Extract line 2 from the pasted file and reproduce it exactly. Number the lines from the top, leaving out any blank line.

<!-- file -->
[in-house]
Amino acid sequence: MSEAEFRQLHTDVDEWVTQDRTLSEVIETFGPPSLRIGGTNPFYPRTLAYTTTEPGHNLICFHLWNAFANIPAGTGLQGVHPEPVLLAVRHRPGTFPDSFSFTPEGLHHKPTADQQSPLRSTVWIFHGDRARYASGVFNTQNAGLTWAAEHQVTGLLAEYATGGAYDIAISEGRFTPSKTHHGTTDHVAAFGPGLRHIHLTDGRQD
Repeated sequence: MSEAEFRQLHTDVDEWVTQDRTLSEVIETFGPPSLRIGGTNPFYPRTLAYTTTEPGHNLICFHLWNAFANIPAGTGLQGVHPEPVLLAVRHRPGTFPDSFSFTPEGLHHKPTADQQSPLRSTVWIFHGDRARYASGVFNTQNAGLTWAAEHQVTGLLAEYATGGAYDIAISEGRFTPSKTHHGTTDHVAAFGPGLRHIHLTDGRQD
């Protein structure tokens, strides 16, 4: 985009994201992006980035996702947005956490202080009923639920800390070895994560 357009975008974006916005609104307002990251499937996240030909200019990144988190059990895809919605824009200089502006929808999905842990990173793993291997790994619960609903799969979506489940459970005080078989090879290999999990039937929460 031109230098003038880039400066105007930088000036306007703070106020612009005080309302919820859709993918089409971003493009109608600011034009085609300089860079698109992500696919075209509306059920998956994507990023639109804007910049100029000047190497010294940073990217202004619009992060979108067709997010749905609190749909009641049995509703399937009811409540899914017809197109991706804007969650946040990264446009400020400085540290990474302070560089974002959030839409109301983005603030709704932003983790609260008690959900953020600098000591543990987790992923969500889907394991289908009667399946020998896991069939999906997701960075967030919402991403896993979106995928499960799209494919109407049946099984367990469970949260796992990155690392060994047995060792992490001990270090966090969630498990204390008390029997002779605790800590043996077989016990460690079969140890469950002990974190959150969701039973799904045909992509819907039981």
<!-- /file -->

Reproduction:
Amino acid sequence: MSEAEFRQLHTDVDEWVTQDRTLSEVIETFGPPSLRIGGTNPFYPRTLAYTTTEPGHNLICFHLWNAFANIPAGTGLQGVHPEPVLLAVRHRPGTFPDSFSFTPEGLHHKPTADQQSPLRSTVWIFHGDRARYASGVFNTQNAGLTWAAEHQVTGLLAEYATGGAYDIAISEGRFTPSKTHHGTTDHVAAFGPGLRHIHLTDGRQD